Wyoming moose numbers fall short

2009-05-28T00:00:00Z Wyoming moose numbers fall shortThe Associated Press The Associated Press
May 28, 2009 12:00 am  • 

JACKSON - An annual survey of big game in Wyoming finds that moose and mule deer numbers statewide are down from population objectives, but pronghorn numbers are strong across the state.

The Game and Fish Commission uses the survey to help set the number of hunting licenses that will be issued for particular big game in the coming season.

Wyoming Game and Fish counted six of 10 moose herds in its annual census and estimated there were 7,692 moose in the state. That is far shy of the goal of 13,820 moose.

The uncounted herds are supposed to account for about 10 percent of the moose population. That means numbers are still likely low, even though not all herds were counted.

Because of the low moose numbers, Game and Fish will reduce moose licenses so that hunters will kill an estimated 616 moose this year, down from a recent high of 1,251 in 2001. The goal is to increase the number of animals statewide to 7,891 by next year.

Across Wyoming the agency counted 41 of 44 antelope herds, estimating 526,200 antelope, 14 percent more than the goal of 461,950. Game and Fish anticipates licensing 60,670 antelope hunters this year, up from 56,459 last year.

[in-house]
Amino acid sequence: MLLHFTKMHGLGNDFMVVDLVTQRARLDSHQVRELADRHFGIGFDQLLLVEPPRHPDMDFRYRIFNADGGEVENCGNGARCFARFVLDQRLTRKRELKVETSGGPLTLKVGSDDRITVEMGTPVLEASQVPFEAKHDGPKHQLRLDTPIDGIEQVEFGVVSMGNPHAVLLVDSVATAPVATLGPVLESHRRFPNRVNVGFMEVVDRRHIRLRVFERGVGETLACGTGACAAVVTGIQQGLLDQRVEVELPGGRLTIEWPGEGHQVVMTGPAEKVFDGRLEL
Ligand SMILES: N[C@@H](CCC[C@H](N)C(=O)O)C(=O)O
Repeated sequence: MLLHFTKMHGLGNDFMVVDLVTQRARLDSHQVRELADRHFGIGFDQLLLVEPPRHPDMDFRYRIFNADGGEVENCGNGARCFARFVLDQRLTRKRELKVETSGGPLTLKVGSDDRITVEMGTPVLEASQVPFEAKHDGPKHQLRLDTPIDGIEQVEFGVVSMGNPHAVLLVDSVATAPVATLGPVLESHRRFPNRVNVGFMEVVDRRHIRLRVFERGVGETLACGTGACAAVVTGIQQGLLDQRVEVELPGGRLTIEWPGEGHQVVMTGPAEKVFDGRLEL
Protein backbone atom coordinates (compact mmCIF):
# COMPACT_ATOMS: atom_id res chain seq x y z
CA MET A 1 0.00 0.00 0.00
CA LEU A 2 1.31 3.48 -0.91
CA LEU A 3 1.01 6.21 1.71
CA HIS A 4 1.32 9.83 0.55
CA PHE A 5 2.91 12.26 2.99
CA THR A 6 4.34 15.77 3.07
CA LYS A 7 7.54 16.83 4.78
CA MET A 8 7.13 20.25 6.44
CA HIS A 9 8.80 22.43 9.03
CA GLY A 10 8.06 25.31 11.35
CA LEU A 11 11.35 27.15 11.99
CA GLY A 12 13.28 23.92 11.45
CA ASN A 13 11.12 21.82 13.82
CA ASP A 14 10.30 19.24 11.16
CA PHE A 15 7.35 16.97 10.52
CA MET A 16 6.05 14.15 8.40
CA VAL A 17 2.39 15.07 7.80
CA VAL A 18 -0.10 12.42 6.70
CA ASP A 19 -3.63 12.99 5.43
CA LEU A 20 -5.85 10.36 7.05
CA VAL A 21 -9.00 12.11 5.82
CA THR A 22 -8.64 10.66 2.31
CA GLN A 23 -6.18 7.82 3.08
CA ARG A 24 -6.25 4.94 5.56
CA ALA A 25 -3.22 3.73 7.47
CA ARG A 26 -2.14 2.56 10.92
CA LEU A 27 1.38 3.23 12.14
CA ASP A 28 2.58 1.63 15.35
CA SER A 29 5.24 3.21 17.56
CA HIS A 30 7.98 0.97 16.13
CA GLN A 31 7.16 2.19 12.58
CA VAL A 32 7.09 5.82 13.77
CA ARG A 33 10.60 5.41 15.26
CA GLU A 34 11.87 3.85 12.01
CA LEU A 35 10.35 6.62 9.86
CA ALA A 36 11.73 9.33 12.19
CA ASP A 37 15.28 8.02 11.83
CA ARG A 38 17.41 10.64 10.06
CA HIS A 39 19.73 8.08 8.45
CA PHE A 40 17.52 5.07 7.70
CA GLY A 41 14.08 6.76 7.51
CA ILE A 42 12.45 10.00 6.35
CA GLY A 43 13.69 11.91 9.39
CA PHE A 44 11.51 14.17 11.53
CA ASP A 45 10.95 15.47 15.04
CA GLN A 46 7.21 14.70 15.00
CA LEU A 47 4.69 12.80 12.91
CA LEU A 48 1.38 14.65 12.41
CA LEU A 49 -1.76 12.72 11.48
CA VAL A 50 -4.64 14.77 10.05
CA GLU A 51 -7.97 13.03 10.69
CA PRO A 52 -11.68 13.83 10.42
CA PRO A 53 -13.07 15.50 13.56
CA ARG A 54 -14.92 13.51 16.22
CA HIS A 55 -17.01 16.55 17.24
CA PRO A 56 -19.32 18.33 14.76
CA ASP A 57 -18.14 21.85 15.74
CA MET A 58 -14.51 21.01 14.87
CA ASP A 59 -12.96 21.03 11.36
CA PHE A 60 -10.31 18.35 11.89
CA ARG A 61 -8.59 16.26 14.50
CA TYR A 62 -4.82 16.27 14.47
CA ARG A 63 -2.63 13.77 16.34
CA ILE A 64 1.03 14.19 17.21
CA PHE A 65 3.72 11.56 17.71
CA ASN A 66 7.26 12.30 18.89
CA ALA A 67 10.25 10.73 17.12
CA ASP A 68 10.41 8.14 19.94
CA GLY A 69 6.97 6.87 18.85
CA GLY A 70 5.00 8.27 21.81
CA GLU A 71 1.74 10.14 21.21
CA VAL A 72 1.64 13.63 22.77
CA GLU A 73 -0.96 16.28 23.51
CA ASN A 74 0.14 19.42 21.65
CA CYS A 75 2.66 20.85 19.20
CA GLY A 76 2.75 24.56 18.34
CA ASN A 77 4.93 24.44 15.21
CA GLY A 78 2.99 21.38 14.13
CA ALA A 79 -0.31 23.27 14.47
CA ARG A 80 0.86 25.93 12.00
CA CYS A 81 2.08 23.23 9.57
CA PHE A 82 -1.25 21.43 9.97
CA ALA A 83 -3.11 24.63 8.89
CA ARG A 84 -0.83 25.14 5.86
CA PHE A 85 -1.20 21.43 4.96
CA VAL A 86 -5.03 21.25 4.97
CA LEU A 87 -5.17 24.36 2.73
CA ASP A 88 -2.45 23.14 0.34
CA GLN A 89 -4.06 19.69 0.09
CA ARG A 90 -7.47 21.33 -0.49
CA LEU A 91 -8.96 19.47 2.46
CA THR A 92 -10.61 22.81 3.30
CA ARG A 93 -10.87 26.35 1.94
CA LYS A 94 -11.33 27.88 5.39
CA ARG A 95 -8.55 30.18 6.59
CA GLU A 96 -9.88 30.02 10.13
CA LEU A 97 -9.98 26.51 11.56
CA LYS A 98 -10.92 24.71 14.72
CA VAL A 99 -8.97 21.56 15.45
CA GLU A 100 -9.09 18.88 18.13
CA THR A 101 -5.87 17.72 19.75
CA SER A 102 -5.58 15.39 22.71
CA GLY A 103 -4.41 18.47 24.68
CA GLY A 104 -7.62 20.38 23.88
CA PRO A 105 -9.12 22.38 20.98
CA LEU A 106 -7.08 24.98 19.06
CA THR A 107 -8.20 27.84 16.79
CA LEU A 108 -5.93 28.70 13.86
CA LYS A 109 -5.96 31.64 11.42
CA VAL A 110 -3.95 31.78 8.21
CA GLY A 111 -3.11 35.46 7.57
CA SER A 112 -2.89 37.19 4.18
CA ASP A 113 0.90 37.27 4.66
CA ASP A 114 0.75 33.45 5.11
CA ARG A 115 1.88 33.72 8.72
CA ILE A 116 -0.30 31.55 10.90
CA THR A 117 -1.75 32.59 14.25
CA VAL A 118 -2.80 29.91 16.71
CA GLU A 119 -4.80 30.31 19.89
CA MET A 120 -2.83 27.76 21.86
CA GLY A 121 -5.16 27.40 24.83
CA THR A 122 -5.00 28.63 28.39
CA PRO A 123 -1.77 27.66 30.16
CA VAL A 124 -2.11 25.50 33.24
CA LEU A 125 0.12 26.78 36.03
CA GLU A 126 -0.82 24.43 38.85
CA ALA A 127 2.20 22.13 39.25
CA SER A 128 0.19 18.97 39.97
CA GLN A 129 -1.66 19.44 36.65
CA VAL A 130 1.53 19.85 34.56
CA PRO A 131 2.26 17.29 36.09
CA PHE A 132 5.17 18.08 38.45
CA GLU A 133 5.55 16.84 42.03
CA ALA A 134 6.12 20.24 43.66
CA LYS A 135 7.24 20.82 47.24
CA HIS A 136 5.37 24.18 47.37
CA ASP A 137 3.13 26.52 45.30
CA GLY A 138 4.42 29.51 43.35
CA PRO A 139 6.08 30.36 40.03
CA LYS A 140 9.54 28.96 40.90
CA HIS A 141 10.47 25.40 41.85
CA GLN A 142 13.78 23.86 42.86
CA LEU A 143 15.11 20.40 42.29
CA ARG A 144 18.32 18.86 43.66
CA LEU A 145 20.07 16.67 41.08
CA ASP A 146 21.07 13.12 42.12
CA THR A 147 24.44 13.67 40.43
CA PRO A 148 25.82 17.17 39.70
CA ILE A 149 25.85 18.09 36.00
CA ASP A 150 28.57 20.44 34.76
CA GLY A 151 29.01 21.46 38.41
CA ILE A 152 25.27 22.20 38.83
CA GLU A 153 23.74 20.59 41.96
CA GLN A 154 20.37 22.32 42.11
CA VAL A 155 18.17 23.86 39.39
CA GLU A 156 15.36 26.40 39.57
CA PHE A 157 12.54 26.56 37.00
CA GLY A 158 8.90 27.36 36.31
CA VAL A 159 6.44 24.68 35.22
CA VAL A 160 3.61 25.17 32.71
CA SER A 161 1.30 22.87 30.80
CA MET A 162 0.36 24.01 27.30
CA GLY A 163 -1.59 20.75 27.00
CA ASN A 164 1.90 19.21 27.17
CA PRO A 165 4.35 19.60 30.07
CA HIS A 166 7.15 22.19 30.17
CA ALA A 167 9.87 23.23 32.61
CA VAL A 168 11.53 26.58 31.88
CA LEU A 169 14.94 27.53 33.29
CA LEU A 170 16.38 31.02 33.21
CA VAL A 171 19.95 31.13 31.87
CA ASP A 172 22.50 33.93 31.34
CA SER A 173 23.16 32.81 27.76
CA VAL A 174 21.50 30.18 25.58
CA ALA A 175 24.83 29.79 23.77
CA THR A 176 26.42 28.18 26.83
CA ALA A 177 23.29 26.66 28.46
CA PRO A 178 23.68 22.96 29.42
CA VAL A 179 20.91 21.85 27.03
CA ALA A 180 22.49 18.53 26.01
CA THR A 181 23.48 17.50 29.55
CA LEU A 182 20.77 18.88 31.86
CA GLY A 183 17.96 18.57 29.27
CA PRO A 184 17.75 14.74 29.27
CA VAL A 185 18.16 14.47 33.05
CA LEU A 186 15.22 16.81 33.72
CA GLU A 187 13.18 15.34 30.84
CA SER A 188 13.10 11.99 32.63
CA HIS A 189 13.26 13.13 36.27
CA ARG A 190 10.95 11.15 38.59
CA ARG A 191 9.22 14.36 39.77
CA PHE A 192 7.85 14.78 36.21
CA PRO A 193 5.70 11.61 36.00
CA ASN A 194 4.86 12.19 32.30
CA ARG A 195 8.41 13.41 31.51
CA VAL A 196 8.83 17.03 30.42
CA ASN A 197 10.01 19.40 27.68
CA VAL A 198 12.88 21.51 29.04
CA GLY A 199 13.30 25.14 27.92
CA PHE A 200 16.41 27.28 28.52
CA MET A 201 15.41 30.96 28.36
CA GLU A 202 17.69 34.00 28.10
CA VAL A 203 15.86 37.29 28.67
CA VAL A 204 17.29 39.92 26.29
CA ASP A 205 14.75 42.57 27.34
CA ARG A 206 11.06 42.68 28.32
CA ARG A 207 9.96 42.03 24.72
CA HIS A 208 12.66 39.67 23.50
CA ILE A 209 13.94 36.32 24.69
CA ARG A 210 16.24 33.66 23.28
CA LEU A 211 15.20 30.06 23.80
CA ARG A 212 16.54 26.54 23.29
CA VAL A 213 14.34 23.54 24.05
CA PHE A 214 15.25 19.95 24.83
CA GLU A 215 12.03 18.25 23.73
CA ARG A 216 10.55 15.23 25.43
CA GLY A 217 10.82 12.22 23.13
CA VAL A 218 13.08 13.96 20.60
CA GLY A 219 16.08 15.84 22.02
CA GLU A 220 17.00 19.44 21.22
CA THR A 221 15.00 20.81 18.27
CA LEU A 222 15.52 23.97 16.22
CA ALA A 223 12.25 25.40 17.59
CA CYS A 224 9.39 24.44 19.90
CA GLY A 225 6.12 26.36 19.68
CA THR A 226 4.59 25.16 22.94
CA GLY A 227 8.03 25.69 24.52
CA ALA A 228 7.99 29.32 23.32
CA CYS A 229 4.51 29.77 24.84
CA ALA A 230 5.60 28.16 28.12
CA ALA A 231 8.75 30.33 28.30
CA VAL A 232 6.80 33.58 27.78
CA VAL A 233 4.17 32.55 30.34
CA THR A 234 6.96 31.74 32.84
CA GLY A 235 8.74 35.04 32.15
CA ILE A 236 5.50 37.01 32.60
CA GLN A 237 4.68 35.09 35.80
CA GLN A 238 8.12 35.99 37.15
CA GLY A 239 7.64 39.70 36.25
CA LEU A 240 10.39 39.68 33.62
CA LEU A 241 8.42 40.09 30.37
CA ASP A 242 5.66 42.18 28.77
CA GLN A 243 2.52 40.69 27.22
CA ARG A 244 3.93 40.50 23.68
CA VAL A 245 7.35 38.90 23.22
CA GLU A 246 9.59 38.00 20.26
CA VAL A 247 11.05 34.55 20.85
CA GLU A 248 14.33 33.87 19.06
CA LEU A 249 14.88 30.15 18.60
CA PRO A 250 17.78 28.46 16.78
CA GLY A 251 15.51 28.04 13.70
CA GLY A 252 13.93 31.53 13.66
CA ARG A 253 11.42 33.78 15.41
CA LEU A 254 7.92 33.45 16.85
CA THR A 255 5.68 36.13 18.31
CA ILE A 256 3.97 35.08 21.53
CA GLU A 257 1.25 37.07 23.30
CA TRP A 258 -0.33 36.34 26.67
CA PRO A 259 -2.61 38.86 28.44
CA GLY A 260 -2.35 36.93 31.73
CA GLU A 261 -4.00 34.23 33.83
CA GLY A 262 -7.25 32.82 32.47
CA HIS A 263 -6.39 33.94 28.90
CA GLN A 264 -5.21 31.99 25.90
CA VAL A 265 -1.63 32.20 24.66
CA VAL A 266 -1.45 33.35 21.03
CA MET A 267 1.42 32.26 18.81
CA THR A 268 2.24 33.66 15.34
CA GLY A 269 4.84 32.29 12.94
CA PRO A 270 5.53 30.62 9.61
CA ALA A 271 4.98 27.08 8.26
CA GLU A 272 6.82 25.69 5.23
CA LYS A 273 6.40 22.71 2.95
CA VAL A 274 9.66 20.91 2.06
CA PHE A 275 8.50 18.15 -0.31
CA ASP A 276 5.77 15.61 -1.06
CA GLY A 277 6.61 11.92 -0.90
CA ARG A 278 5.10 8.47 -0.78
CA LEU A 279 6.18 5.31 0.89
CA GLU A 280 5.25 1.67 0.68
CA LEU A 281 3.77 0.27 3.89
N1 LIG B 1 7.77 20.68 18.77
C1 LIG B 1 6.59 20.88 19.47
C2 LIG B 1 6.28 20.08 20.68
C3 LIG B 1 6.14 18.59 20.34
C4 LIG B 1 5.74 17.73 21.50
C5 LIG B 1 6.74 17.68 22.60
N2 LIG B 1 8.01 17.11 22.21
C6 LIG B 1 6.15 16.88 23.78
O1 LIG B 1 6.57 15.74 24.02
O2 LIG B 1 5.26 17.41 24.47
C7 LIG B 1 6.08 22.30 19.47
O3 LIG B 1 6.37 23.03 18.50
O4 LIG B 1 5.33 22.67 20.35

Hunters should kill 57,239 antelope in 2009, achieving a success rate of 94.3 percent, according to agency goals. In 2008, hunters killed 53,922 pronghorn for a 95.5 percent success rate.

Resident hunters have until Monday to apply for antelope licenses, almost all of which are limited-quota licenses that must be drawn by lottery. Monday is also the deadline for other resident-limited-quota applications.

Mule deer are 18 percent below the state's objective of 564,650, according to the report. Thirty-five of 39 herds were counted for the estimate.

Biologists counted eight of 15 bighorn sheep herds and estimate 5,322 animals. The goal for the 15 herds is 7,885.

Bison regulations in Jackson Hole will be changed in 2009 so that hunters drawing a license for a female bison will receive a cow/calf tag. Last year, regulations stipulated only female bison be shot under that license, and several young males were taken inadvertently.

Most other big game licenses for the female of a species allow the hunter to take a cow or calf. A calf is defined as an animal younger than a year old.

Hunters killed 258 bison from the Jackson Herd last year. The goal this year is 256 animals.

Last week, the state estimated the number of elk at more than 93,000. The Game and Fish goal is about 83,000, meaning the population is about 12 percent above the goal.

Copyright © 2009 Associated Press. All rights reserved. This material may not be published, broadcast, rewritten, or redistributed.

Copyright 2014 The Associated Press. All rights reserved. This material may not be published, broadcast, rewritten or redistributed.

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